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Originally Posted by MinervasCat View Post
I have trouble understanding why it's so hard to believe that, after several years of protecting Harry, watching him grow into a courageous and fiercely loyal young man, watching him go through all that he'd been through from the time Voldemort regenerated, and seeing him become a pretty accomplished wizard, Severus might not have eventually grown to like Harry. Maybe it's just me, but, I think the human spirit is more resiliant than that.
It's not hard to believe. I just don't see any canon for it. And, in my view, Snape never caring for Harry doesn't diminish Snape's efforts to keep Harry alive.


  #516  
Old March 5th, 2011, 7:28 am
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Re: Severus Snape: Character Analysis Reboot v.4

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Originally Posted by Moriath View Post
I can't, no. If it had been any other student, this wouldn't have happened the way it has because Draco would most likely have tortured him with an Unforgivable and the student in question wouldn't have been quick enough to cast another spell. And there is never an enquiry into that. I can't forget that Draco smashed his nose and left Harry paralysed and bleeding profusely under the Invisibility Cloak with no qualms about the possible consequences. Two wrongs do not make something right and Harry was wrong to use that spell. But, in his defence, he didn't know what it would do and he knew he had to act quickly because Draco would strike hard and with no scruples about the damage he might cause. Snape, on the other hand, probably used the same spell in SWM and he knew what it was doing as he had created the spell. Snape created a spell he labelled 'for enemies'. By the way, I don't think he should have been expelled for that.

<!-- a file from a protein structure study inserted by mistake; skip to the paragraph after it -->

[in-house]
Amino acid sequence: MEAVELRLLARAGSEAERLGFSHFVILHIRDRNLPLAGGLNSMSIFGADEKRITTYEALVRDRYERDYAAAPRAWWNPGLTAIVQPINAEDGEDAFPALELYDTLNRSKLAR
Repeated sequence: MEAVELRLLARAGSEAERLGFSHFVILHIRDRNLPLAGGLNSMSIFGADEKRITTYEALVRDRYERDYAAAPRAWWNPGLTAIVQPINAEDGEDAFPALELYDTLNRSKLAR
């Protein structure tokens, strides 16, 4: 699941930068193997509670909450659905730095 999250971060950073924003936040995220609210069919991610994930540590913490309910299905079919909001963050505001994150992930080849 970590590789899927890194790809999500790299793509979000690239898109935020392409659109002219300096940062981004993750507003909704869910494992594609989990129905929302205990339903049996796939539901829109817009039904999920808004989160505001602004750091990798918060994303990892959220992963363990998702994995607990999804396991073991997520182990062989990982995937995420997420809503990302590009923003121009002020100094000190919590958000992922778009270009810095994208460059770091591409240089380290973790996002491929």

I really feel that the "Draco-Student X" fight is speculation. It would depend on the student and their abilities, etc.

I probably wasn't clear in the point I was making. What I feel is that any other student, besides Harry, who'd been caught by a teacher, wand in hand, after injuring another student as badly as Harry did Draco, would have been expelled. I'm not even sure a plea of self-defense would suffice for using a spell which one knows absolutely nothing about and causing what could have been fatal injuries. Yes, Harry saw it was marked "for enemies," so, did he think it was going to throw flowers at them?

I also think Draco should have been suspended for what he did to Harry on the train. To tell the truth, I'm not sure why any of the incarcerated DE's children were allowed to return to school -- that, to me is just asking for trouble. And, that's exactly what they got.

I agree. Severus shouldn't have been expelled for inventing the spell. But, if he'd used it to the degree that Harry did, I would have expected some form of punishment, suspension or expulsion. IMO, you can't have students running around slicing and dicing each other like that.

Quote:
I don't think Neville cried himself to sleep over any toad being used in Potions. But this was his pet toad which he'd had with him since the day he arrived at Hogwarts. I really don't see how Sirius living off rats while in dog form is the same as Snape using Neville's pet toad as a lab toad when everyone including Neville knew that he was pants at Potions.
IMO, Severus was using a teaching method that he felt would put enough pressure on Neville that he'd really take extra care and try to make his potion correctly. I also think that he knew, even though he'd warned her not to, Hermione was going to help Neville because of the risk to Trevor. But, since he'd warned her, he had to dock points to maintain discipline (IMO).